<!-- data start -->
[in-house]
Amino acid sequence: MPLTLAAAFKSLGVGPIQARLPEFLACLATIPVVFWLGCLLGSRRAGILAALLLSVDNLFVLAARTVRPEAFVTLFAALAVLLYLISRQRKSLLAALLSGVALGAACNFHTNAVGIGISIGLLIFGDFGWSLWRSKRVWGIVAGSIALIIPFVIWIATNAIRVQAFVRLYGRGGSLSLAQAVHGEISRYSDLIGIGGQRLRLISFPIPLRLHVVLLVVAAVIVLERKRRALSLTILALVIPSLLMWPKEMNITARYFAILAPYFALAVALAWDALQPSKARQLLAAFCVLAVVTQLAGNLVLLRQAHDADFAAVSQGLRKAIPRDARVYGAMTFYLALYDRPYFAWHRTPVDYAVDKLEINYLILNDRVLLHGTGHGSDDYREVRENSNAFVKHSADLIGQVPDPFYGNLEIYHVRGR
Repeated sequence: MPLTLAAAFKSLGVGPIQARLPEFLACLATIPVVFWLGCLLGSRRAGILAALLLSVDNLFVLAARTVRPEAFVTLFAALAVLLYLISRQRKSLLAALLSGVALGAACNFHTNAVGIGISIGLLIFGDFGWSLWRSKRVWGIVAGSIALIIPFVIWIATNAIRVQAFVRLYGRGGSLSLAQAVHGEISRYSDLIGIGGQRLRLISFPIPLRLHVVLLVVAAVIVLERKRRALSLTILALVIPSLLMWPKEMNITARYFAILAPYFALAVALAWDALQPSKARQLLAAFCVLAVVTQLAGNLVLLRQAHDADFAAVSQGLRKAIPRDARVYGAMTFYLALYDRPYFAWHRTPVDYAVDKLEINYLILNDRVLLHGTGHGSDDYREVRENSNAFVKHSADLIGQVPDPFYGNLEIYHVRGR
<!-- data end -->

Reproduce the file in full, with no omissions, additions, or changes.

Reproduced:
[in-house]
Amino acid sequence: MPLTLAAAFKSLGVGPIQARLPEFLACLATIPVVFWLGCLLGSRRAGILAALLLSVDNLFVLAARTVRPEAFVTLFAALAVLLYLISRQRKSLLAALLSGVALGAACNFHTNAVGIGISIGLLIFGDFGWSLWRSKRVWGIVAGSIALIIPFVIWIATNAIRVQAFVRLYGRGGSLSLAQAVHGEISRYSDLIGIGGQRLRLISFPIPLRLHVVLLVVAAVIVLERKRRALSLTILALVIPSLLMWPKEMNITARYFAILAPYFALAVALAWDALQPSKARQLLAAFCVLAVVTQLAGNLVLLRQAHDADFAAVSQGLRKAIPRDARVYGAMTFYLALYDRPYFAWHRTPVDYAVDKLEINYLILNDRVLLHGTGHGSDDYREVRENSNAFVKHSADLIGQVPDPFYGNLEIYHVRGR
Repeated sequence: MPLTLAAAFKSLGVGPIQARLPEFLACLATIPVVFWLGCLLGSRRAGILAALLLSVDNLFVLAARTVRPEAFVTLFAALAVLLYLISRQRKSLLAALLSGVALGAACNFHTNAVGIGISIGLLIFGDFGWSLWRSKRVWGIVAGSIALIIPFVIWIATNAIRVQAFVRLYGRGGSLSLAQAVHGEISRYSDLIGIGGQRLRLISFPIPLRLHVVLLVVAAVIVLERKRRALSLTILALVIPSLLMWPKEMNITARYFAILAPYFALAVALAWDALQPSKARQLLAAFCVLAVVTQLAGNLVLLRQAHDADFAAVSQGLRKAIPRDARVYGAMTFYLALYDRPYFAWHRTPVDYAVDKLEINYLILNDRVLLHGTGHGSDDYREVRENSNAFVKHSADLIGQVPDPFYGNLEIYHVRGR